AUIs for Google Workspace

Speed up repetitive and tedious interactions, optimize efficiency, and reduce number of clicks in between Google Workspace apps.
2021.03 - 2021.04 | 4 weeks
Adaptive UI
Product Cohesion
My roles

User Scenarios

The challenge

Reduce redundant interactions and provide reliable suggestions through applying Adaptive UIs to mobile experiences

The Solution
Suggest Attachments Options
Suggest files and folders to attach based on email content, recipients, and Google Drive's files/folders content.
Autofill Event Names & Guests
Autofill meeting information based on the event title, past event content, and participants.
Prioritize Files & Folders
Better prioritize files and folders based on Google Calendar events information and Google Drive collaborators' activities.
The context
What is AUI?
Adaptive user interfaces (AUIs) employ elements of AI to improve user experience. Application in AUI is to use a little AI to reduce tedious, repetitive, and mundane tasks and personalize user experience, such as navigation, interaction, and attention. Examples includes autofill in Google search and suggestion of destination in Uber.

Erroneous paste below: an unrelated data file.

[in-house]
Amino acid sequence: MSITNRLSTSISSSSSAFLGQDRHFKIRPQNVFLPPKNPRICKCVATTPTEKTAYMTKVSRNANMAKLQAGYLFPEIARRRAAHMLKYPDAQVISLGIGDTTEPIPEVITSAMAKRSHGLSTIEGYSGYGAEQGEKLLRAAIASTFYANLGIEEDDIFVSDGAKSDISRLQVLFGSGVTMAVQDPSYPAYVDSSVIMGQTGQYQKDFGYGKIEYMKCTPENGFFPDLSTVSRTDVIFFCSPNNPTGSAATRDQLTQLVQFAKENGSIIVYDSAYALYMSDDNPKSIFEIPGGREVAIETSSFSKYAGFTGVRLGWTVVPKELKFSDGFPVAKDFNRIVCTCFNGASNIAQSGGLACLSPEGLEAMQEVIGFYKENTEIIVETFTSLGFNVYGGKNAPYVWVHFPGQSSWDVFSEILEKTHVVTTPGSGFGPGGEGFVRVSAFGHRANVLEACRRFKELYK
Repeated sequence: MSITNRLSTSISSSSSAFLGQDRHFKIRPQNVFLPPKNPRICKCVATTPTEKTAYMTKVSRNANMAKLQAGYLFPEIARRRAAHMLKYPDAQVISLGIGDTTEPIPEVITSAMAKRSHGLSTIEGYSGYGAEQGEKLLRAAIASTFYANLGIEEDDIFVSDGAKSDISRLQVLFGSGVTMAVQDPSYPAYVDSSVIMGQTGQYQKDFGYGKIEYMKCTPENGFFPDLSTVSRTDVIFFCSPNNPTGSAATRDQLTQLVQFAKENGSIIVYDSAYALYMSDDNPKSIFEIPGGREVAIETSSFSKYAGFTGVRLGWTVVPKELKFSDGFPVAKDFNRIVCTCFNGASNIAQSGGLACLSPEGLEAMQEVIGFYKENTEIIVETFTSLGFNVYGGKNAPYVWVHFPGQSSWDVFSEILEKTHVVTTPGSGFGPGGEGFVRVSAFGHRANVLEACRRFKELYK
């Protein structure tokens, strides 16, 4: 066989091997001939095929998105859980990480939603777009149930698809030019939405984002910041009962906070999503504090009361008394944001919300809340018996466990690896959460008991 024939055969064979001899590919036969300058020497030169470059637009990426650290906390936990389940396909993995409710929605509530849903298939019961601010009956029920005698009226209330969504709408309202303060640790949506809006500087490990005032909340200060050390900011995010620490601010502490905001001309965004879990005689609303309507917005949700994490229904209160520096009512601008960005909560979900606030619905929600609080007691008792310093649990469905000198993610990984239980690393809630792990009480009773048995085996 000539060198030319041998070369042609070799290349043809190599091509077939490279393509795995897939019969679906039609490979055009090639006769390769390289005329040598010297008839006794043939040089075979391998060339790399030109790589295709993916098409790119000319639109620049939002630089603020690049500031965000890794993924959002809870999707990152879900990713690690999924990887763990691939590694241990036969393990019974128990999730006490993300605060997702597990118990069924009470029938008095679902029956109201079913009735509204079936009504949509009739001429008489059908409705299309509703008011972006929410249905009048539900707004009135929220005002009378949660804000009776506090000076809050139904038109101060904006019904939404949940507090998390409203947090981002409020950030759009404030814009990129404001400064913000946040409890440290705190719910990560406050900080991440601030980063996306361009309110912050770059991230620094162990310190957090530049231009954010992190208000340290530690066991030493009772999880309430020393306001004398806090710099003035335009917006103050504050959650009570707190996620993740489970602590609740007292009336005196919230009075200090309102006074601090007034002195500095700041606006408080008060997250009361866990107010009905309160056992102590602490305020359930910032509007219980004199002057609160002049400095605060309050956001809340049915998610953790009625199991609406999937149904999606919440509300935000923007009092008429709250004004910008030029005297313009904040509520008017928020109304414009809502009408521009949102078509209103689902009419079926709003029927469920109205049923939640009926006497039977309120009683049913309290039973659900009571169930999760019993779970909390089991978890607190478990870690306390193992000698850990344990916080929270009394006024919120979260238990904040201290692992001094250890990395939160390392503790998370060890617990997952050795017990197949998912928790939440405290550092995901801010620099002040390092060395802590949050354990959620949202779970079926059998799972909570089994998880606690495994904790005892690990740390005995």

Identifying Opportunities
We started by brainstorming 10 ideas from mobile or web apps and identifying opportunities for AUI innovations.
I analyzed design opportunities based on the criteria of value co-creation, data feasibility, and impact of errors:
We wanted to improve the product beyond building stronger recommendation systems.
Looking through our ideas, we found a connection between Box and Calendar, what if they are both Google products and the data can be shared across apps to increase the accuracy of predictions?